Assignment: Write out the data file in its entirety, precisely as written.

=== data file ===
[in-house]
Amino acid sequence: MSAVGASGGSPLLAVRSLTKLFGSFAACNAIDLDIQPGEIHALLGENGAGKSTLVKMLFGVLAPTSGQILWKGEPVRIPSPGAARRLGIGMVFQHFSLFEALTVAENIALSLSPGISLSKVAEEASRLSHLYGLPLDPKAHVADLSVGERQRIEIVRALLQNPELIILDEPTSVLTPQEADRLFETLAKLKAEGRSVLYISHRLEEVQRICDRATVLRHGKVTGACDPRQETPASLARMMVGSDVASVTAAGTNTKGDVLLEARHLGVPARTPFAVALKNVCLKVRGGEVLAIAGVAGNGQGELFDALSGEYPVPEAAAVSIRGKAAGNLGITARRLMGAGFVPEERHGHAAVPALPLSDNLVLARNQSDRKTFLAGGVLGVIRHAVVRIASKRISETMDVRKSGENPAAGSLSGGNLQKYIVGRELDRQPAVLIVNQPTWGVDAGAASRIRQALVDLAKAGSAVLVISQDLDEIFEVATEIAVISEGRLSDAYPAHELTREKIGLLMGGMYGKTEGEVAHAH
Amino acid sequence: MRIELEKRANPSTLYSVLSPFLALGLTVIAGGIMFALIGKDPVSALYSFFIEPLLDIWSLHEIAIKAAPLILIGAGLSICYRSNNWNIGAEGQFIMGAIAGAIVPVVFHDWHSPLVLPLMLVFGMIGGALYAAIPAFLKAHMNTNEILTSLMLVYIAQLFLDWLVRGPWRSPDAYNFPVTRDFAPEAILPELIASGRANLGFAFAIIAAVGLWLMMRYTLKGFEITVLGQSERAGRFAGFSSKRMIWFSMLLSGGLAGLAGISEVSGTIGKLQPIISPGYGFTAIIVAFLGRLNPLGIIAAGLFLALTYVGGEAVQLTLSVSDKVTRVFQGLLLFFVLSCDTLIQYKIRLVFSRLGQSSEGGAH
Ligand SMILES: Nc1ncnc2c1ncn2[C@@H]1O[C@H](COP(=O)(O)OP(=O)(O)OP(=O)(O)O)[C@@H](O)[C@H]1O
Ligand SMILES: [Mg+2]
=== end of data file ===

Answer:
[in-house]
Amino acid sequence: MSAVGASGGSPLLAVRSLTKLFGSFAACNAIDLDIQPGEIHALLGENGAGKSTLVKMLFGVLAPTSGQILWKGEPVRIPSPGAARRLGIGMVFQHFSLFEALTVAENIALSLSPGISLSKVAEEASRLSHLYGLPLDPKAHVADLSVGERQRIEIVRALLQNPELIILDEPTSVLTPQEADRLFETLAKLKAEGRSVLYISHRLEEVQRICDRATVLRHGKVTGACDPRQETPASLARMMVGSDVASVTAAGTNTKGDVLLEARHLGVPARTPFAVALKNVCLKVRGGEVLAIAGVAGNGQGELFDALSGEYPVPEAAAVSIRGKAAGNLGITARRLMGAGFVPEERHGHAAVPALPLSDNLVLARNQSDRKTFLAGGVLGVIRHAVVRIASKRISETMDVRKSGENPAAGSLSGGNLQKYIVGRELDRQPAVLIVNQPTWGVDAGAASRIRQALVDLAKAGSAVLVISQDLDEIFEVATEIAVISEGRLSDAYPAHELTREKIGLLMGGMYGKTEGEVAHAH
Amino acid sequence: MRIELEKRANPSTLYSVLSPFLALGLTVIAGGIMFALIGKDPVSALYSFFIEPLLDIWSLHEIAIKAAPLILIGAGLSICYRSNNWNIGAEGQFIMGAIAGAIVPVVFHDWHSPLVLPLMLVFGMIGGALYAAIPAFLKAHMNTNEILTSLMLVYIAQLFLDWLVRGPWRSPDAYNFPVTRDFAPEAILPELIASGRANLGFAFAIIAAVGLWLMMRYTLKGFEITVLGQSERAGRFAGFSSKRMIWFSMLLSGGLAGLAGISEVSGTIGKLQPIISPGYGFTAIIVAFLGRLNPLGIIAAGLFLALTYVGGEAVQLTLSVSDKVTRVFQGLLLFFVLSCDTLIQYKIRLVFSRLGQSSEGGAH
Ligand SMILES: Nc1ncnc2c1ncn2[C@@H]1O[C@H](COP(=O)(O)OP(=O)(O)OP(=O)(O)O)[C@@H](O)[C@H]1O
Ligand SMILES: [Mg+2]